The Stereotype Trap


That women in science and in the professional world in general are subject to gender biases with real consequences (lower pay, less career opportunities) goes without saying. In this context, I find it important to be aware of how easy it is to be biased myself. Not in order to justify, but to better understand. I have recently made two experiences with my own and fellow female researchers’ biases, in situations where I somewhat slipped into a man’s skin.

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Love Letters from Marie Curie


It’s That Time of The Year again. Talented* junior researchers all over Europe and the world receive that magical email containing the promise of joy and a better life: They get notified of having successfully gained a Marie Skłodowska-Curie Individual Fellowship, arguably one of the best things that can happen to a postdoc in Europe. For those who do not know why, a few key characteristics :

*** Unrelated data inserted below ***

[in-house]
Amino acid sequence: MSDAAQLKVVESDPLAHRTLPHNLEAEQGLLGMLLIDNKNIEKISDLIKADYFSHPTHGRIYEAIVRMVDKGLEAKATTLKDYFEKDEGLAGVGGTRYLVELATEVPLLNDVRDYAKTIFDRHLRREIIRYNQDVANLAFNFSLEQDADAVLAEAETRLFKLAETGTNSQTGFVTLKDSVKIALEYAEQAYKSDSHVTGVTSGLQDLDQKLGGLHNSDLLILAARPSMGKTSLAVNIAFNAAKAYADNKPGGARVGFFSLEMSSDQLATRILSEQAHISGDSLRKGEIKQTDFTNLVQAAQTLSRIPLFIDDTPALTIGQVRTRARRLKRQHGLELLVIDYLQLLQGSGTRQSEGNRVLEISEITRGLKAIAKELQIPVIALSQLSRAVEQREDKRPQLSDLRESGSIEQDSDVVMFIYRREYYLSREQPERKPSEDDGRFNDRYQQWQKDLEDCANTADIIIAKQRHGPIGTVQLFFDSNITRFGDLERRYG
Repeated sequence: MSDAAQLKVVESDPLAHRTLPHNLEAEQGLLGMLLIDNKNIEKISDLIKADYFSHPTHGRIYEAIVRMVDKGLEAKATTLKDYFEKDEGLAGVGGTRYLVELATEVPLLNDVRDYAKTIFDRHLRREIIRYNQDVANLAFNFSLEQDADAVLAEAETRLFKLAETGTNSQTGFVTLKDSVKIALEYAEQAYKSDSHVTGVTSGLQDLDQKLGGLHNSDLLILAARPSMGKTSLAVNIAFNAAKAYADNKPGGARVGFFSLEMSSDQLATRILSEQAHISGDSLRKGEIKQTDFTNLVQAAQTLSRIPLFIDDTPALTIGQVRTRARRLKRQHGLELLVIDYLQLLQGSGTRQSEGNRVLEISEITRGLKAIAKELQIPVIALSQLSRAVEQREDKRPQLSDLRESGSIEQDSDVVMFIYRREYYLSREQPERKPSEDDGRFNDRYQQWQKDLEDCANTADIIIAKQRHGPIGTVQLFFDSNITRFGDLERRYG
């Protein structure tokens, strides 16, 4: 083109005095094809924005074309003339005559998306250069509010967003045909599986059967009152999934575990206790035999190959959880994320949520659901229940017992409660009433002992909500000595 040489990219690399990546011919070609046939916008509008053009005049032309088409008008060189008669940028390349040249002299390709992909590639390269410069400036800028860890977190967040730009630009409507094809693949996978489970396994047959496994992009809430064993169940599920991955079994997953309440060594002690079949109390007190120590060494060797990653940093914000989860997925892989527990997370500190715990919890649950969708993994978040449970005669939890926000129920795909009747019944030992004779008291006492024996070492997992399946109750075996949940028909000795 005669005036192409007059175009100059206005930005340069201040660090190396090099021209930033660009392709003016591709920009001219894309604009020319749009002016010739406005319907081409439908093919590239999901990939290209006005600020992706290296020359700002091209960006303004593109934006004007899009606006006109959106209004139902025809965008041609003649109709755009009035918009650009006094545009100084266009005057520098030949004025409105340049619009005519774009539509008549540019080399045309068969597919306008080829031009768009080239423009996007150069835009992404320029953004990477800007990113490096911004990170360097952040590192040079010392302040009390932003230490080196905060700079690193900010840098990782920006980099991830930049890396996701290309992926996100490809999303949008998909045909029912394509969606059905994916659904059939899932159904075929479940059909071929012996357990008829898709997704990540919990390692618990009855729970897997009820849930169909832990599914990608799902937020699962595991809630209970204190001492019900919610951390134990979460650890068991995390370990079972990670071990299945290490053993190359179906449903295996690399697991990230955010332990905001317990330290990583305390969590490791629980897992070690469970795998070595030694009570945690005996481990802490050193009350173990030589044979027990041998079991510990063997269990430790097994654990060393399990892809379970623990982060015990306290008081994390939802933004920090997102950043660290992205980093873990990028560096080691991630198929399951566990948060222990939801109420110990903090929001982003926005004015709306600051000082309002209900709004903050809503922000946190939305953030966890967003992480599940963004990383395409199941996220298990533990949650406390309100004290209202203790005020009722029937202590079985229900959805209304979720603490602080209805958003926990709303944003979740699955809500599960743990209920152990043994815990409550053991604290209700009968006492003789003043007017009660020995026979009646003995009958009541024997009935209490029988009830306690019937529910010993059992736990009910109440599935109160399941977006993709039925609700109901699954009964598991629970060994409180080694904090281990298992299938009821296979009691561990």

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How to choose the correct address in emails?


Having emailed fellow researchers around the world, I noted some differences in ways of addressing people that for some might be offensive and for others very polite. I often struggle when trying to decide how to address someone and over the time have derived the one main rule that allows me to finish any mail at all: However my email correspondent signs is how I call them. I don’t mean their fancy signature with all honorary degrees, but the words that are usually preceded by “Best, …” or “Regards, …”. Surprisingly often for my German sensibilities, this is a first name. Of course, there is this dreaded first email to someone you have not been introduced to (otherwise the introducer would take care of name choices, phew).

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